And, oh! We live on a fen – how about that. Google it 😉 Adult bog walks in bare feet are now a thing.
All said, we have so much to learn about the mushrooms dotting our new landscape. For example, we traded a few edible bolete species for more than 10. None of course as delicious as Colorado’s Boletus rubriceps, but all worthy of exploration and study. Lactarius, Russula, Suillus, Ischnoderma and so many others have entered the edible scene. Have you ever seen a Gyroporus cyanescens? Neato, blue staining AND delicious! Chickens, hens, trumpets, entoloma, hericium, oysters, matsutake, chanterelles, yellowfeet – the list is endless!
Trent recently took a trip to the MN/CAN border to hunt matsutake. I can tell you they are here, and they are just about as good as in the PNW. We are stoked! A big shoutout to our new AZ Myco friends, Roy and Traci Olson, for introducing us to the habitat!
We’ve also made some new friends at the Wisconsin Mycological Society and attended plenty of forays this fall. It’s an active and incredibly knowledgeable mushroom crew up in these parts! We’re excited to join the group and share the journey.
Trent is going to be busy again this winter mapping 2021 fires, the data is unfortunately endless. He is working on some new tricks so burn morel maps should be as exciting as ever in 2022. We can only hope the Forest Service closures are manageable. We’re forging a few new partnerships and bringing some seriously cool new products to market yet this year. I hope to have everything ready before Christmas, very excited – more on that coming soon!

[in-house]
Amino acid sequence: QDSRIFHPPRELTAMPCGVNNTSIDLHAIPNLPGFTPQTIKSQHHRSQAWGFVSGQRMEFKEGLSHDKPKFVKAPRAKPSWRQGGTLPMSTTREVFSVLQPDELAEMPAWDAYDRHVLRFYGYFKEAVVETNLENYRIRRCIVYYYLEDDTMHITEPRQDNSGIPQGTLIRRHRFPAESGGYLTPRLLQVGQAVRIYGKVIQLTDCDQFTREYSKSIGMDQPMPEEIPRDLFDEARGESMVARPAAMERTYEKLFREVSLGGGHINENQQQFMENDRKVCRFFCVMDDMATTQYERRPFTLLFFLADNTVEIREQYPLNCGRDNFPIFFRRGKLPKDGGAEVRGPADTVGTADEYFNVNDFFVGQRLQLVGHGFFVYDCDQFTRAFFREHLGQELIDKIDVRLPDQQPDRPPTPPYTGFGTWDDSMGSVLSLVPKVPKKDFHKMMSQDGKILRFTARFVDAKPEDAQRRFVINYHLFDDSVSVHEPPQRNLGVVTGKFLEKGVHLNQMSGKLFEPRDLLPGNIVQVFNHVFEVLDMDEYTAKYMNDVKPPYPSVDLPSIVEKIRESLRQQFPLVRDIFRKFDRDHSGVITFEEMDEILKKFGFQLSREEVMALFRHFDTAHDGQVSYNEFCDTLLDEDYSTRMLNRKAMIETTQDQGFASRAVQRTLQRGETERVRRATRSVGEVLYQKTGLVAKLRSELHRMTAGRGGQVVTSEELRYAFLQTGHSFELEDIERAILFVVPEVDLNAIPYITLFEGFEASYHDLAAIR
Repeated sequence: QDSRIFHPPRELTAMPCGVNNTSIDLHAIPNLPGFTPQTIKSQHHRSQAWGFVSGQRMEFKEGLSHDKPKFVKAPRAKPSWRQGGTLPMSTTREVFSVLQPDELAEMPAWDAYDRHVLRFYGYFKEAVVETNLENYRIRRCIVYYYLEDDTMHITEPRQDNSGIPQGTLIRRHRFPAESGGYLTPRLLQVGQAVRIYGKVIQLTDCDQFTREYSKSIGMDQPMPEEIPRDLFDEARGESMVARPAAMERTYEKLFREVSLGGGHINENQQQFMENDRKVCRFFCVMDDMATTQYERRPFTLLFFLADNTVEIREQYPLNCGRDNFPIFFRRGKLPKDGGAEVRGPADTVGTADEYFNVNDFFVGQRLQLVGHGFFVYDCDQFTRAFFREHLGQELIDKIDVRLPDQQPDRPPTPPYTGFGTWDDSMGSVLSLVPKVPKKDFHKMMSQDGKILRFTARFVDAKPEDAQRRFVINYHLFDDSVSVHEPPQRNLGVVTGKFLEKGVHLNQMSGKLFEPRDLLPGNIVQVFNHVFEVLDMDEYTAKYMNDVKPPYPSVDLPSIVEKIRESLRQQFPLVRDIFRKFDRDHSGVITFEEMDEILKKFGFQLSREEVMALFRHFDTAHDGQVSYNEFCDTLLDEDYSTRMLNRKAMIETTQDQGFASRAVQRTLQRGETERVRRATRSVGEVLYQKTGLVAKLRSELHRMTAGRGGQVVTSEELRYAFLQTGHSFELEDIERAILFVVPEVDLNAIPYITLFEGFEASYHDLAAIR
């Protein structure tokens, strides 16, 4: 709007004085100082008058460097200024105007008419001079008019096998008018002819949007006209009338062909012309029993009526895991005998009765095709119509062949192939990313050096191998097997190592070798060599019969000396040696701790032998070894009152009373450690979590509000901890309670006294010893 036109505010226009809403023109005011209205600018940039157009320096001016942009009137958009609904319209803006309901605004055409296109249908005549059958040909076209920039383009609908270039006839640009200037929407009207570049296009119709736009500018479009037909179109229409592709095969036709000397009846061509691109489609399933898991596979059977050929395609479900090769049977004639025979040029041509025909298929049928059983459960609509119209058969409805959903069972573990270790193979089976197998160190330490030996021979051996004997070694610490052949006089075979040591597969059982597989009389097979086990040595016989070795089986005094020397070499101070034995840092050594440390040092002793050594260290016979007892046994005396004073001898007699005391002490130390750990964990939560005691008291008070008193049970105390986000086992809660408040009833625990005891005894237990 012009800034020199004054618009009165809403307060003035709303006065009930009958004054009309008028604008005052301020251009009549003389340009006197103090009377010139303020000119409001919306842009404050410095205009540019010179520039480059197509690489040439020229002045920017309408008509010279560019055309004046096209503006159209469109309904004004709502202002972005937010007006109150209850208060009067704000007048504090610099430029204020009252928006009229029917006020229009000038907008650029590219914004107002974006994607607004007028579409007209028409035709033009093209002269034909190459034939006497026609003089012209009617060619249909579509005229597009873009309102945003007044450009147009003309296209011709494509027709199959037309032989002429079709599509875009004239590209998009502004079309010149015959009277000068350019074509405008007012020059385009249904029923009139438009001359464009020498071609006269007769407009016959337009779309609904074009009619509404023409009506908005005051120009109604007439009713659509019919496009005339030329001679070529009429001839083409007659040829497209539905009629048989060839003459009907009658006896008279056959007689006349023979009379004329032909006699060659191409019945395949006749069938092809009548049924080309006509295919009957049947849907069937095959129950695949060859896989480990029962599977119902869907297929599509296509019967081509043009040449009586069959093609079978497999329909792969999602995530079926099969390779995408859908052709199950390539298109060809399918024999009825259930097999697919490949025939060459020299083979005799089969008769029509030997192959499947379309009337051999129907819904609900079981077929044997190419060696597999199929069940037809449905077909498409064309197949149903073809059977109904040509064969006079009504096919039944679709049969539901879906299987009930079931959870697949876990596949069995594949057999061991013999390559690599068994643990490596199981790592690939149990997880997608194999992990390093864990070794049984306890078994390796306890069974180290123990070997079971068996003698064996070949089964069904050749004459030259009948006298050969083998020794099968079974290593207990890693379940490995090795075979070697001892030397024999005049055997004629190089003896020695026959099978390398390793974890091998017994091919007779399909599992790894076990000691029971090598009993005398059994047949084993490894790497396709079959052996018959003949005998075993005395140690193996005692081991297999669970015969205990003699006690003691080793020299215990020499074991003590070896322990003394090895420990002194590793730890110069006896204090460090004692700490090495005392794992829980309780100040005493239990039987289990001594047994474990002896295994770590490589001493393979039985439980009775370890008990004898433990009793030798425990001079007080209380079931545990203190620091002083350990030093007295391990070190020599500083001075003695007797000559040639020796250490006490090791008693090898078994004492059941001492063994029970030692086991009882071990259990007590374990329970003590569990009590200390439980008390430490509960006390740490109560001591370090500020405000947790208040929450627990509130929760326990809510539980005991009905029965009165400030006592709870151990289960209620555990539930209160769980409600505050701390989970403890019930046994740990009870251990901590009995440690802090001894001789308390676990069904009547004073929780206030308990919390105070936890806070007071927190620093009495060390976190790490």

This Fall we are doing some mushroom cultivation – inoculating a few oak, maple and poplar logs on our property with shiitake, hericium, oysters, turkey tail, maitake and chicken of the woods. Look for us to swing through the PNW in November too, we love our time in Oregon!
We had a great time at the North American Mycological Association (NAMA) foray in Granby, Colorado this year. Next up on our event schedule is SOMA Camp (Sonoma County Mycological Association) – one of my favorite events! If you’ve never been, this could be your year – registration opens soon. Keep a keen eye on their website, this event sells out very quickly. A little birdie told me that registration opens 10/15 but I have not verified.
We continue to get wonderful reviews for our book, Wild Mushrooms: A Cookbook and Foraging Guide. If you don’t yet have a signed copy, you can grab one in our shop. We also made a chaga recipe contribution to the Fantastic Fungi Community Cookbook, add this one to your Christmas list right now. It’s going to be stunning.
We’ll be looking forward to some ice fishing and cross country skiing on the Birkie trail this winter. Benzie and Lulu can’t wait for piles and piles and piles of snow 🙂 Lu had ACL surgery this spring and is finally back to her prancy doodle self. Next year we are planning to add some sugar to the mix with maple syrup production and a hive or two of honey bees. We are staying busy as always.
What are you looking forward to on your foraging schedule this fall?
Enjoy the pics, we’ve been saving them up all year for you. Up next Oregon’s coastal dunes and rainforests. See you out there!